balance-burnout Why technical communication

What motivates you to work in the technical communication field?

Why did you "get into" technical writing or technical editing? Everyone has a story about how they entered the field. We asked our community to share their journey with us.

Seth Kenlon shares his journey:

I'm reminded of why tech education is important every time I look at the man page of, for example, nslookup

Here's its syntax:

nslookup [-option] [name | -] [server]

Given that it's a command meant to query a name server, you might be confused by the notation [name | -] and [server]. Maybe it's a coincidence that together they form the phrase "name server", or maybe not? Are they two separate things in this context? Hopefully you already know, because the man page uses "name," "server," and "host" seemingly interchangeably.

The nslookup man page is just one example. There's an argument that this kind of documentation is serving a valid purpose: It reminds someone who mostly knows how to use the command and just needs a reminder of the specifics. Whether that's the best use of online documentation or not, it exposes the need for more documentation.

People need to be able to learn how to use technology, because without users technology is pointless. I try to bridge the gap between the people who already know how to use a tool and those who don't yet.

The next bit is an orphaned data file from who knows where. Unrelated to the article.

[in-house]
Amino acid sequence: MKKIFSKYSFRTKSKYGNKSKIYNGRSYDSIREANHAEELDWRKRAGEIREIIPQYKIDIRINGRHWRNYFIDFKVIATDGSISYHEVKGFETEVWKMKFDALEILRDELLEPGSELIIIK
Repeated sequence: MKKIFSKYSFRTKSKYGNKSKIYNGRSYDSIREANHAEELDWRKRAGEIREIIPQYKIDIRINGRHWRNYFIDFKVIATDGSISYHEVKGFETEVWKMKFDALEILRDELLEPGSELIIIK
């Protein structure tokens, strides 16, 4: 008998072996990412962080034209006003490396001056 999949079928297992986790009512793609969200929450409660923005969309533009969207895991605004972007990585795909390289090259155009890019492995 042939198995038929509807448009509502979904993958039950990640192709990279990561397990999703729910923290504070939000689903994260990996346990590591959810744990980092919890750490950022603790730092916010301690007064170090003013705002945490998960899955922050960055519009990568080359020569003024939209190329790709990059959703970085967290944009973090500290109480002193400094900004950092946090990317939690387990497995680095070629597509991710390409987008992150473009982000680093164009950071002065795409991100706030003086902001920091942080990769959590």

Robin Bland adds:

Technical writing is just something that I love doing. Find a career doing what you love.

Jim Hall approached tech comm from IT leadership:

My journey with technical writing started early in my career. My first job was managing Unix systems at a small company. My supervisor was an excellent mentor and she helped me learn the value of documentation. Your value to an organization increases tenfold if you can describe what you do so others can understand it.

I carried her advice throughout my career. When I served as a campus CIO in higher ed, I decided to enter a graduate degree program in technical and scientific communication. Earning my Master's in technical communication helped me in my leadership role; a large part of leadership is writing strategic plans, crafting positioning statements, and writing information briefs for the top executives and board.

I started a consulting company a few years ago, and now I leverage my technical writing skills in new ways. As an independent consultant, you do a bit of everything. I write my own workbooks, create my training slides and handout materials, and update my website content.